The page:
The Tuesday attacks were on a much smaller scale and “dynamic” in nature, meaning they were not pre-planned and rather taken in self-defense against missiles that presented an imminent threat to international shipping, one of the officials said. All of the officials were granted anonymity to speak about a sensitive operation before an official announcement.
U.S. forces on Tuesday observed the Houthis preparing to launch the four ballistic missiles, presumably against ships in the Red Sea. The head of U.S. Central Command then ordered U.S. forces to take out the threat, according to one of the officials. Reuters first reported the new round of strikes.
Later on Tuesday, the Houthis fired a ballistic missile at a commercial vessel that was transiting the southern Red Sea, according to three of the officials. The missile hit but did not sink the ship, which was Maltese-flagged, Greek-owned-and-operated and had been sailing from Vietnam, according to two of the officials.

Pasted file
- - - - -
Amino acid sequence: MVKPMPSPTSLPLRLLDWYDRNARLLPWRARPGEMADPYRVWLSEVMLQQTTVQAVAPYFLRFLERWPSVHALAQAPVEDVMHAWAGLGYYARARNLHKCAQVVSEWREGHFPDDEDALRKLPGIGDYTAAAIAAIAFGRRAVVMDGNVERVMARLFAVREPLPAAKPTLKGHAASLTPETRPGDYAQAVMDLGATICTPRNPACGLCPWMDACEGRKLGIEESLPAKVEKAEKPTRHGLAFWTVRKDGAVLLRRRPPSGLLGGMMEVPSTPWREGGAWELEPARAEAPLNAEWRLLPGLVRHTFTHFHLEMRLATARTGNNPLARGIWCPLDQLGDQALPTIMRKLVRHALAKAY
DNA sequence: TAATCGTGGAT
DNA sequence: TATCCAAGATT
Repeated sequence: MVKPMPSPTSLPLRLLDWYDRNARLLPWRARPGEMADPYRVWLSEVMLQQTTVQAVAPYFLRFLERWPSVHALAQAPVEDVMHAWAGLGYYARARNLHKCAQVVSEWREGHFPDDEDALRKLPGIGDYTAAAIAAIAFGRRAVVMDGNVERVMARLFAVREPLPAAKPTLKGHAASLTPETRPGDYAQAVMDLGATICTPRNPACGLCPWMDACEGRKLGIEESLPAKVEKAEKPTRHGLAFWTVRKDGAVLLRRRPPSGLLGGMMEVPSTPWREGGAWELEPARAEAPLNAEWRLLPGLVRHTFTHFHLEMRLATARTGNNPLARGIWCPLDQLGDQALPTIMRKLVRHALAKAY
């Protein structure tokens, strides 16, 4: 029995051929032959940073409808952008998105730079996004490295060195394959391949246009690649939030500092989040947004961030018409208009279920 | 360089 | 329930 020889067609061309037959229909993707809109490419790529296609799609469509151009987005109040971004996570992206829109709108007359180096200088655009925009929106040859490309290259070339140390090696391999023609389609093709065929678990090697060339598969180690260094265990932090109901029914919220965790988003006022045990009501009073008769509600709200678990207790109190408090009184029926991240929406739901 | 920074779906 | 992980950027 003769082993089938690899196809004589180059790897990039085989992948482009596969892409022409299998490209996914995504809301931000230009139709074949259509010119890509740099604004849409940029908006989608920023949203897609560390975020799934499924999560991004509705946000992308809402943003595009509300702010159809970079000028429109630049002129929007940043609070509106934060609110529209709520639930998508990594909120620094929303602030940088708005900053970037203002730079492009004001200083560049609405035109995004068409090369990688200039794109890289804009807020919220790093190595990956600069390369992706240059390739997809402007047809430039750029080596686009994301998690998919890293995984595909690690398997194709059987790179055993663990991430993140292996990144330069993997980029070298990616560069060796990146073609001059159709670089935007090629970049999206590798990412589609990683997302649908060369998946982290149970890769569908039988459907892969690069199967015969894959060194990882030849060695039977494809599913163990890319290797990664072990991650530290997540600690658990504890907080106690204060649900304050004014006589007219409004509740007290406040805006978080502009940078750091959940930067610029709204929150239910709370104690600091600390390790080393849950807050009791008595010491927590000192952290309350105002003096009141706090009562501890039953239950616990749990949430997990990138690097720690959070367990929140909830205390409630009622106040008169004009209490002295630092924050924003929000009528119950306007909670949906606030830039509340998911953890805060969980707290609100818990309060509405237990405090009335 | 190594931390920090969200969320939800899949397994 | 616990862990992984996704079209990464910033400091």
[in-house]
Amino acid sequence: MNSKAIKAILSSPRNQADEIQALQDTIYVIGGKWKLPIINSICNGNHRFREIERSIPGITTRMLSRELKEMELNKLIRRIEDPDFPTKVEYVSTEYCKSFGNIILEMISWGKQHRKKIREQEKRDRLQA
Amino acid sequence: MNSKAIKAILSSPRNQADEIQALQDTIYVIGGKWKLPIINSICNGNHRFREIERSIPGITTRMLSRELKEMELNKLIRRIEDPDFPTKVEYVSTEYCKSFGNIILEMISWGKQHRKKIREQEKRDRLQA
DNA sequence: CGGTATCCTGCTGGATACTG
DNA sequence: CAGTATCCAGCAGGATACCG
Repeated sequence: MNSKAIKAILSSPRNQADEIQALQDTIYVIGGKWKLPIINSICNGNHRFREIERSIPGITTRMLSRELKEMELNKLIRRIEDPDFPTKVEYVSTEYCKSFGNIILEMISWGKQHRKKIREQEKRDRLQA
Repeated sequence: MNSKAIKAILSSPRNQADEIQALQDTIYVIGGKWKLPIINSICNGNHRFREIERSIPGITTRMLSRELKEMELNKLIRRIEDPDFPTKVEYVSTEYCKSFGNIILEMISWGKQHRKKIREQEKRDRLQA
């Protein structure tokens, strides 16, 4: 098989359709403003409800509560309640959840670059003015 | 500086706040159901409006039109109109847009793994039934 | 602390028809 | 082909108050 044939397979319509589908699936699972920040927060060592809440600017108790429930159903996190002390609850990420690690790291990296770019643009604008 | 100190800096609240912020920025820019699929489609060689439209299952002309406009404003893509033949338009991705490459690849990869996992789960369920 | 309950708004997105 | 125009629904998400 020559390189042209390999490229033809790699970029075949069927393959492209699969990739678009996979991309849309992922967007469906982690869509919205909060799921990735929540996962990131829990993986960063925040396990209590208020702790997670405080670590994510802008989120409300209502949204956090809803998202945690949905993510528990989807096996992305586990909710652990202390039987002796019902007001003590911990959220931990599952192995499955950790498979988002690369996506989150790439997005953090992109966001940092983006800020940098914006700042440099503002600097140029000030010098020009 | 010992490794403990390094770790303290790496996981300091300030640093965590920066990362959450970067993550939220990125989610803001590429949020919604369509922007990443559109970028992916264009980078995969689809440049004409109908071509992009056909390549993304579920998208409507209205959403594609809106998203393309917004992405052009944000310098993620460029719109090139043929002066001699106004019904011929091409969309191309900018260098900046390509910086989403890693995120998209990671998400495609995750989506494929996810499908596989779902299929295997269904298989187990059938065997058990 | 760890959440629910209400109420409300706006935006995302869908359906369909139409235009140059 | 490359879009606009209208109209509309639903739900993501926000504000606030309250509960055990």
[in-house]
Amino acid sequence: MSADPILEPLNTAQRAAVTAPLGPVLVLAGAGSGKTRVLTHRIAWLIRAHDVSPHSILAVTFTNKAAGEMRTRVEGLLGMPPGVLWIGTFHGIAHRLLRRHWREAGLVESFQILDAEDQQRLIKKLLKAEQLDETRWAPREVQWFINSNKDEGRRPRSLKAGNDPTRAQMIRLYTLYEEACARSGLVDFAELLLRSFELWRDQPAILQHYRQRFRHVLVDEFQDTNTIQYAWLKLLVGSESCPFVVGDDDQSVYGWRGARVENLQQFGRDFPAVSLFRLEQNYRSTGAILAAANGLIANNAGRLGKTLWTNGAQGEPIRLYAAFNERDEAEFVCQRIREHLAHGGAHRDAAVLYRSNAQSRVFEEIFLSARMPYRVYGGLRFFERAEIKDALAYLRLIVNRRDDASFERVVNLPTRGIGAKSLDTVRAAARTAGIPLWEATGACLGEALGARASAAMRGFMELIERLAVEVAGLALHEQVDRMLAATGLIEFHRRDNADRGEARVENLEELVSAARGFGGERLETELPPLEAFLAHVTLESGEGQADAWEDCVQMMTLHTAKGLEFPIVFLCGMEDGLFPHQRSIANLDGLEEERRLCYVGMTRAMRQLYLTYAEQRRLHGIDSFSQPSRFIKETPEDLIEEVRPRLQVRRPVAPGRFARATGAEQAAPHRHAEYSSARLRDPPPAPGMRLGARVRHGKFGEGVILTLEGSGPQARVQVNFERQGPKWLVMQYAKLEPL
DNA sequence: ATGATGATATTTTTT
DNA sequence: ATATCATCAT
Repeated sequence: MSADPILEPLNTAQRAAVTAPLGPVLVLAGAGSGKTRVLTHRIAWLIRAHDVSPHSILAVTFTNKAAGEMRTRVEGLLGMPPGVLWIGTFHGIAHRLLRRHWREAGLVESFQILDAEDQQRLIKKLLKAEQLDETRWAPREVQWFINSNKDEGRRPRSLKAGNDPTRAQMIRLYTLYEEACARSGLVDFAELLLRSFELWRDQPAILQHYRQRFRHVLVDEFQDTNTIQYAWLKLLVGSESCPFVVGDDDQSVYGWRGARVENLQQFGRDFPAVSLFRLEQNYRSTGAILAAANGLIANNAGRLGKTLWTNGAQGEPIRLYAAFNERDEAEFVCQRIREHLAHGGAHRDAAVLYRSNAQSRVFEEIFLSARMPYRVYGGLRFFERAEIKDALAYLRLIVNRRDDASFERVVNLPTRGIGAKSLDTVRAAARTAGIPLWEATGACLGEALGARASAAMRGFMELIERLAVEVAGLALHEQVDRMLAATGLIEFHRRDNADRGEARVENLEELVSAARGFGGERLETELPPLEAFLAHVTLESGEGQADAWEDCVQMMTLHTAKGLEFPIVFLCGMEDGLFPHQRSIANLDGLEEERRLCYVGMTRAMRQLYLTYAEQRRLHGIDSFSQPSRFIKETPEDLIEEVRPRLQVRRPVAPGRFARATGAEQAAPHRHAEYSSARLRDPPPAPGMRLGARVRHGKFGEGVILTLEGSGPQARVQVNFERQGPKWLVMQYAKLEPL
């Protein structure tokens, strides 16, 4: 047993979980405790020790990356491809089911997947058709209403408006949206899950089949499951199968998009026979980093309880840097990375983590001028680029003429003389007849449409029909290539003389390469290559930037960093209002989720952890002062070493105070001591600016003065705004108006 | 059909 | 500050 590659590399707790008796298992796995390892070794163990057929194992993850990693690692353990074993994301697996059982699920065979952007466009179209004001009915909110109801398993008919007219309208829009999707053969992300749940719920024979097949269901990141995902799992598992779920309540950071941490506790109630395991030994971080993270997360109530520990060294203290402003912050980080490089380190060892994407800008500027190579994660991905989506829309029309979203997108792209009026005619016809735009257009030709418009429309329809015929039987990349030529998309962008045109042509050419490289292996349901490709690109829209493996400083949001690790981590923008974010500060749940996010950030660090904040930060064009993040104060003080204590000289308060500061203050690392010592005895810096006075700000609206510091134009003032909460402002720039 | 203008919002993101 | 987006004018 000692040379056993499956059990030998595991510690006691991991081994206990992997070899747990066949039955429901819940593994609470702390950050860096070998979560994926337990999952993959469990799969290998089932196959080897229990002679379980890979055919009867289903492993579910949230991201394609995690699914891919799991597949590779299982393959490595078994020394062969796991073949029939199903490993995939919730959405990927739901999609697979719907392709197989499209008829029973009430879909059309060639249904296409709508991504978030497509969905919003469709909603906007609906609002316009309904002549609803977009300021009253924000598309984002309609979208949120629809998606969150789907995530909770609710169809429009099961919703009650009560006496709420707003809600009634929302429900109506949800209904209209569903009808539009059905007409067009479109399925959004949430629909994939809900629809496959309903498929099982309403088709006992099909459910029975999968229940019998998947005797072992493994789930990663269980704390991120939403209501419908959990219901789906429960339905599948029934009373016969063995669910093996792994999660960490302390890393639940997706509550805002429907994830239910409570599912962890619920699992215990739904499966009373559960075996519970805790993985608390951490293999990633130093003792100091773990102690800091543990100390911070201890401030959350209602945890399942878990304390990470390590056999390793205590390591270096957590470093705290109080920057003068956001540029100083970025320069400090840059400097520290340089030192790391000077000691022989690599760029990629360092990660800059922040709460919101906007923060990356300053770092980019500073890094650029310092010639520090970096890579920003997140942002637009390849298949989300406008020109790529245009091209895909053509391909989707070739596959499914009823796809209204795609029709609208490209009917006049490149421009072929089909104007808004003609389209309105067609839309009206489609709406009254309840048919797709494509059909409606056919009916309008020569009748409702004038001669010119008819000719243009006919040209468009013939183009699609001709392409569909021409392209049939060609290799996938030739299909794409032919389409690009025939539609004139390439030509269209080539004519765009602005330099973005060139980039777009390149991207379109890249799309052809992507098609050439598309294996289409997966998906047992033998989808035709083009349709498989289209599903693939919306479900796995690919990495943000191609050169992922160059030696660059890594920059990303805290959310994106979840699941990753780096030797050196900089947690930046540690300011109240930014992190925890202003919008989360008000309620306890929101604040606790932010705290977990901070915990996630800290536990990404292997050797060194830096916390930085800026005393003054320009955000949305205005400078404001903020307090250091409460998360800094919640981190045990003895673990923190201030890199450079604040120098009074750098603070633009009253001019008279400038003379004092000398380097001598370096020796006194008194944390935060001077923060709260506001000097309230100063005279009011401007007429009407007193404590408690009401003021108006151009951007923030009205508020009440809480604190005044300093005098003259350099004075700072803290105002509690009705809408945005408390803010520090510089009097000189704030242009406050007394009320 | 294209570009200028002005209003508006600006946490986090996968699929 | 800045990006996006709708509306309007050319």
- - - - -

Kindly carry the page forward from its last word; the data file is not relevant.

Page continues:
While the Houthis have vowed to respond to the U.S.-led strikes last week, two other U.S. officials said they estimated those coalition strikes had degraded the militants’ ability to continue attacking international shipping by roughly 20-30 percent by destroying air defenses and weapons storage and launch facilities. The New York Times first reported the assessment.
National security adviser Jake Sullivan said on Tuesday that the administration has expected counterstrikes from the Houthis.
“We did not say when we launched our attacks, they’re gonna end once and for all,” he said at the World Economic Forum at Davos, Switzerland.
Meanwhile, U.S. Navy SEALs on Monday seized and later sank a small boat off Somalia smuggling weapons parts from Iran to resupply the Houthis,
Central Command announced. The items seized included Iranian-made ballistic missiles and cruise missile components, including propulsion, guidance and warheads.
The interdiction is the first seizure of lethal, Iran-supplied conventional weapons to the Houthis since the beginning of this phase of Houthi attacks in November, and the first time the Navy has seized advanced Iran-made ballistic missiles and cruise missile components since November 2019.
During the interdiction, two Navy SEALs involved in the operation were lost at sea, one of the U.S. officials said.
“We are conducting an exhaustive search for our missing teammates,” Central Command chief Gen. Michael “Erik” Kurilla said.
Alexander Ward contributed to this report.